SIX60 announce nationwide Saturdays 2021 tour
Start laying down your 2021 plans Kiwi music lovers, SIX60 have added a six-show Aotearoa-wide tour to the upcoming banging summer of Kiwi ...
As Aotearoa gears up for its second Matariki holiday, plans are well under way at Christchurch’s Te Matatiki Toi Ora The Arts Centre for nearly three weeks of celebration from 3 – 20 July.
Top billing goes to Maisey Rika, the award-winning singer-songwriter and Arts Foundation Laureate from Te Moana-a-Toi Bay of Plenty. Maisey rarely tours south of Te Whanganui-a-Tara Wellington and The Arts Centre is bringing her to Ōtautahi for one performance in the majestic setting of the Great Hall.
For those unfamiliar with Maisey, her voice is sometimes compared to Tracey Chapman or Sade, although accompanied by taonga pūoru as well as western instruments.
From Christchurch musicians, there’s a new show called Ka Noho, Ka Mate, created with the kaupapa of Matariki in mind. The performers are Lyttelton music legend Delaney Davidson; university lecturer, reo teacher and hip hopper Kommi Tamiti-Elliffe; theatre and orchestra veteran Heather Webb; singer-songwriter and producer Mark Perkins; and Taipua Adams, stalwart of the Wellington underground scene.
Arts on Tour NZ presents the bilingual duo Aro showing He Rākau, He Pepeke (Tales of our Trees), inspired by the natural heritage of Aotearoa. Aro are Charles and Emily Looker. Their music includes elements of folk, soul, haka and a touch of jazz.
Back on stage again this year will be th’Orchard. Get ready as they share their stories through song and spoken word, led by Mark Vanilau (musician, songwriter) and Solomon Smith (spoken word, vocalist, musician).
An exhibition of selected works by well-established and earlier-career Māori artists in Pūmanawa gallery was sparked by contemplation of the traditional relationship between an older person (tuakana) and a younger person (teina). It is curated by Ngahina-Belton Bodsworth, who has put together a layered exploration of intergenerational influence, support and challenge.
Artist Maxine Burney is offering a series of Navigating Your Arty Self workshops in her studio for anyone wishing to begin or extend their exploration of sketching, drawing and colour.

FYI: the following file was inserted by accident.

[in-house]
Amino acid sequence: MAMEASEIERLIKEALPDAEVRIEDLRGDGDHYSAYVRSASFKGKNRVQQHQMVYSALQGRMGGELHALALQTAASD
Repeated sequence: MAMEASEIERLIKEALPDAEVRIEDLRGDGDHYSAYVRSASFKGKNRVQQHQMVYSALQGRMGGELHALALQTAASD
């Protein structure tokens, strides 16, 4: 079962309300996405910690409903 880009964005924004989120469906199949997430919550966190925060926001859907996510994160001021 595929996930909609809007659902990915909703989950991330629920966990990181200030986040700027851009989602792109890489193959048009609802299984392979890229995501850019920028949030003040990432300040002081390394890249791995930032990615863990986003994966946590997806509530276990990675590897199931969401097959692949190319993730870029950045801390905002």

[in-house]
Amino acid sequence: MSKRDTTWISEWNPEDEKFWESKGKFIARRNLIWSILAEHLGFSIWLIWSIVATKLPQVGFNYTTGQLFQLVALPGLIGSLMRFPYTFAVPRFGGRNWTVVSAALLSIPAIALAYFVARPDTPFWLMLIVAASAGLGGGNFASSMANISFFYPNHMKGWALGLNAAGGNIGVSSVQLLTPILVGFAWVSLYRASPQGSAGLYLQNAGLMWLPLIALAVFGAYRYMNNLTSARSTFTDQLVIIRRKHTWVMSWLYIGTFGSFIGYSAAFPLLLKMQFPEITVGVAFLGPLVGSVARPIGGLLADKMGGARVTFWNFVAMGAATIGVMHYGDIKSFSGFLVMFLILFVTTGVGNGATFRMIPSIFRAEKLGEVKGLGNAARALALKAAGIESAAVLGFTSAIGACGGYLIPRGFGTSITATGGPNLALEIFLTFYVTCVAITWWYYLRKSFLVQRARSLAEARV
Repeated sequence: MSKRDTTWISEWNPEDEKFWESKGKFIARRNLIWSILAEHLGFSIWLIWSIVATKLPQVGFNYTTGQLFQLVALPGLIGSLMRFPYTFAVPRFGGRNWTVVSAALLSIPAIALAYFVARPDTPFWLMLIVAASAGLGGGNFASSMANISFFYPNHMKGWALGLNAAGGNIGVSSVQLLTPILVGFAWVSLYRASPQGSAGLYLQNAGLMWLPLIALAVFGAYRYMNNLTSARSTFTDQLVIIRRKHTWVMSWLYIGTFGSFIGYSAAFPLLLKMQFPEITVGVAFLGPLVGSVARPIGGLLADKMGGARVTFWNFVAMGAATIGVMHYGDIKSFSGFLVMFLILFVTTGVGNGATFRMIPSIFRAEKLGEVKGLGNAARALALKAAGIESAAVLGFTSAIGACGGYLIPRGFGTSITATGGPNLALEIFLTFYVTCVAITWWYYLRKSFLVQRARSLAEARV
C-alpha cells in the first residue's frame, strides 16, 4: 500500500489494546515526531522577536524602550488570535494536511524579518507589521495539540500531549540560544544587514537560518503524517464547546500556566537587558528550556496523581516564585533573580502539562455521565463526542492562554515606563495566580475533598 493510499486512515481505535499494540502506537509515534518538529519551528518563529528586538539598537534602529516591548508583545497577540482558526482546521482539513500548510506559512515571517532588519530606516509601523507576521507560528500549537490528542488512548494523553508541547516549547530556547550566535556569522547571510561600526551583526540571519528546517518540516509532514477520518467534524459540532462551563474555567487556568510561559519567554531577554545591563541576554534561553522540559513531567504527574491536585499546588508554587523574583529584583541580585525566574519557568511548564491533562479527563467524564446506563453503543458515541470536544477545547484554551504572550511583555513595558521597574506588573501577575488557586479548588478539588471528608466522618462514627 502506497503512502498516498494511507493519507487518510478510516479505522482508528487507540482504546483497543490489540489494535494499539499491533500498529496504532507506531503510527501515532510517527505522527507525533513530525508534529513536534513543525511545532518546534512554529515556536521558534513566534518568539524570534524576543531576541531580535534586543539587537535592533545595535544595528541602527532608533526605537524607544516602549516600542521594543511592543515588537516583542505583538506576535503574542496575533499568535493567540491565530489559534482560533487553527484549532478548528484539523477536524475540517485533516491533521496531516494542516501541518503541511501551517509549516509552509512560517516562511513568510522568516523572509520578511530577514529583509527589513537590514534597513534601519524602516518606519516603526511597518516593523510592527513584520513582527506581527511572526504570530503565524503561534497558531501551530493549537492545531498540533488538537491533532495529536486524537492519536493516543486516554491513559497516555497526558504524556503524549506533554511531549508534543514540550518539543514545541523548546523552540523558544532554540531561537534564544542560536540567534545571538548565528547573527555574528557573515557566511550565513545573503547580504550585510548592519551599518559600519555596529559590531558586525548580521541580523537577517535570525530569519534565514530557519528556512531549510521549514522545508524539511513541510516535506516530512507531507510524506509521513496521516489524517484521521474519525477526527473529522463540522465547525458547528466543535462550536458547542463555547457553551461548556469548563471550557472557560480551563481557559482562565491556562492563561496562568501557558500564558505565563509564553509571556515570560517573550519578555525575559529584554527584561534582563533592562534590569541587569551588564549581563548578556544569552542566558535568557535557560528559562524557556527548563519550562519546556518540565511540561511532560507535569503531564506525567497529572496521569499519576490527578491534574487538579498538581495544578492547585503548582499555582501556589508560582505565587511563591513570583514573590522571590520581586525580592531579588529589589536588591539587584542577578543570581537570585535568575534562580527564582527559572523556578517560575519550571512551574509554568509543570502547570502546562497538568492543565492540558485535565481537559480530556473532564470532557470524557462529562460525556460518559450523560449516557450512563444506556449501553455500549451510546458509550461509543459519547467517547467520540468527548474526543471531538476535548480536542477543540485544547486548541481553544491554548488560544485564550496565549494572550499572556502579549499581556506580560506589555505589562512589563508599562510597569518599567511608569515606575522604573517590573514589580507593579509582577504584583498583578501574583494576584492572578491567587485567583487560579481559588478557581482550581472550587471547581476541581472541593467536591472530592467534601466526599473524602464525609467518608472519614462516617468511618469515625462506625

On Sunday 9 July, more Māori artists and craftspeople will join regular stallholders to show and sell their art and crafts at The Arts Centre’s Matariki Mākete. Meet the makers and explore what Ōtautahi craftspeople have to offer.
For tamariki, Matariki favourites Lisa Harding and Corabelle Summerton from Kahu Collective are back with drop-in whetū harakeke (star-making) workshops in the Great Hall. These hands-on sessions are ideal for ages 8-12. For adults, Kahu Collective will do a Putiputi harakeke (flower) making workshop.
Other Matariki holiday workshops will guide tamariki in making kites (manu tukutuku), Melanesian stick-charts for navigation, and purerehua (bullroarer) instruments. Numbers are limited and bookings required.
Unique to The Arts Centre this Matariki is heritage stargazing from the rebuilt Observatory Tower. By joining a 30-minute small group tour, you and your whānau can climb up the tower at night like generations of students past. On a clear night, you can view the Southern Sky through the Victorian-era Townsend Teece Telescope, under the guidance of Townsend Observers from the University of Canterbury, reviving a pre-quake tradition.
The Townsend Teece Telescope dates from 1864. It was donated by English settler James Townsend to Canterbury College (now the university) in 1891. The College received a £420 donation from The Astronomical Society of Christchurch and used that money plus funds originally earmarked for a medical school to build the Observatory Tower, completed in 1896. After the University of Canterbury had moved to Ilam and the site became The Arts Centre, the university continued to operate the observatory with regular Friday night public viewings.
Then came the February 2011 earthquake. The tower collapsed and the telescope was damaged. Both have been meticulously restored. The adjacent buildings have been converted into the boutique Observatory Hotel, and the tower is only open to the public for people booked on heritage stargazing tours or other registration-only special events.
If you want to learn more about the Matariki star cluster, who better to explain than University of Canterbury Senior Lecturer Dr Clare Worley? Dr Worley’s field of expertise is formally termed “galactic archaeology” – unravelling the evolutionary history of Te Ikaroa The Milky Way. She will give a free lecture in the Great Hall on how astronomers are studying Matariki to further this work, such as via the European Space Agency’s Gaia mission, which is mapping more than a thousand million stars in three dimensions.
Much closer to home, people can join taonga maker and Oxford Gallery toi o Waimakariri Artist in Residence Neke Moa and tohunga Paula Conroy in conversation. They will discuss Neke Moa's recent work and how collaboration informs and shapes their mahi toi.
Finally, Lumière Cinemas at The Arts Centre is presenting Waru, a story of a boy killed by his caregiver. A sisterhood of Māori female directors bravely share their insights into the complexity of child abuse in a sequence of eight short films that seamlessly become one.
In the words of Lumière Director Nick Paris: “We see a single death through the differing lenses of the extended family, community, and in one sharp sequence, national media … The subject could hardly be heavier, but this is a hugely important film. It’s a film everyone should see and talk about.”
Matariki Festival at Te Matatiki Toi Ora The Arts Centre, Christchurch 3 – 20 July.